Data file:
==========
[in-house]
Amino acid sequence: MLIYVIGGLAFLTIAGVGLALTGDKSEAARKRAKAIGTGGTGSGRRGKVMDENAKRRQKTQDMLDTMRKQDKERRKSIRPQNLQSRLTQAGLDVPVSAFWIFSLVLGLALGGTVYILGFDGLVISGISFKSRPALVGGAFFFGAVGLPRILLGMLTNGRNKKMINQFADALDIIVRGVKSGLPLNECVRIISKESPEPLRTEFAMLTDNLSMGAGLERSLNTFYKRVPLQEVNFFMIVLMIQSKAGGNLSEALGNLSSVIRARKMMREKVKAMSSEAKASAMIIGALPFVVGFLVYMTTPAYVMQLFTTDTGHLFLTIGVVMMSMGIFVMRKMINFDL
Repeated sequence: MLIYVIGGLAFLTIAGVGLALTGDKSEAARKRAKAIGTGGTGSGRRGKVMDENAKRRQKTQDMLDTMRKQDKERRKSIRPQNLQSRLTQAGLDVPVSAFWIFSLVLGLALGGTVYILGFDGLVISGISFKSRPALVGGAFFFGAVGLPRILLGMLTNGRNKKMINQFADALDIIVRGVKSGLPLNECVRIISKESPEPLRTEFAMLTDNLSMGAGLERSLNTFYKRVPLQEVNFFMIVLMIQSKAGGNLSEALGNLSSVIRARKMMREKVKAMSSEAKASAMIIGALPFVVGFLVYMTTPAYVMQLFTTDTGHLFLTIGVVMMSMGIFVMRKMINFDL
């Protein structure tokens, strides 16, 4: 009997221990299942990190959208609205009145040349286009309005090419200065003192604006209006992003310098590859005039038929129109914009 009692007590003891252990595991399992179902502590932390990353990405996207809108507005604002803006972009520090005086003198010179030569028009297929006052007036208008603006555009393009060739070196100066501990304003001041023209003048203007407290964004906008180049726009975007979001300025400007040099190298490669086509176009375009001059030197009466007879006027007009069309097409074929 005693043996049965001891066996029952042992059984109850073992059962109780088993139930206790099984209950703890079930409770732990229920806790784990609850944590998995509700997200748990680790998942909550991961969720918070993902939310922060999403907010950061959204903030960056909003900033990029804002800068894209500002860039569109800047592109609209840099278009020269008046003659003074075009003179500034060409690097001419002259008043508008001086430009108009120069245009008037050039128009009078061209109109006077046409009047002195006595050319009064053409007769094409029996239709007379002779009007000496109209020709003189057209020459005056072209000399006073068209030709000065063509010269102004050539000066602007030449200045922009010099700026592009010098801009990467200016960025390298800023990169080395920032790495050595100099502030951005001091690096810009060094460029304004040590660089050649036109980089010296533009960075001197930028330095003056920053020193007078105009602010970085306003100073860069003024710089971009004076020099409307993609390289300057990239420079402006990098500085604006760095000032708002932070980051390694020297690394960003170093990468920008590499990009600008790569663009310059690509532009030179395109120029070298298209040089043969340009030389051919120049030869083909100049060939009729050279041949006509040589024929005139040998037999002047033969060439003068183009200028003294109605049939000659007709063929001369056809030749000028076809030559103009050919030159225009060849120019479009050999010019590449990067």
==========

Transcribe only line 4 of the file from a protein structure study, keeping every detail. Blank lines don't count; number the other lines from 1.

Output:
């Protein structure tokens, strides 16, 4: 009997221990299942990190959208609205009145040349286009309005090419200065003192604006209006992003310098590859005039038929129109914009 009692007590003891252990595991399992179902502590932390990353990405996207809108507005604002803006972009520090005086003198010179030569028009297929006052007036208008603006555009393009060739070196100066501990304003001041023209003048203007407290964004906008180049726009975007979001300025400007040099190298490669086509176009375009001059030197009466007879006027007009069309097409074929 005693043996049965001891066996029952042992059984109850073992059962109780088993139930206790099984209950703890079930409770732990229920806790784990609850944590998995509700997200748990680790998942909550991961969720918070993902939310922060999403907010950061959204903030960056909003900033990029804002800068894209500002860039569109800047592109609209840099278009020269008046003659003074075009003179500034060409690097001419002259008043508008001086430009108009120069245009008037050039128009009078061209109109006077046409009047002195006595050319009064053409007769094409029996239709007379002779009007000496109209020709003189057209020459005056072209000399006073068209030709000065063509010269102004050539000066602007030449200045922009010099700026592009010098801009990467200016960025390298800023990169080395920032790495050595100099502030951005001091690096810009060094460029304004040590660089050649036109980089010296533009960075001197930028330095003056920053020193007078105009602010970085306003100073860069003024710089971009004076020099409307993609390289300057990239420079402006990098500085604006760095000032708002932070980051390694020297690394960003170093990468920008590499990009600008790569663009310059690509532009030179395109120029070298298209040089043969340009030389051919120049030869083909100049060939009729050279041949006509040589024929005139040998037999002047033969060439003068183009200028003294109605049939000659007709063929001369056809030749000028076809030559103009050919030159225009060849120019479009050999010019590449990067």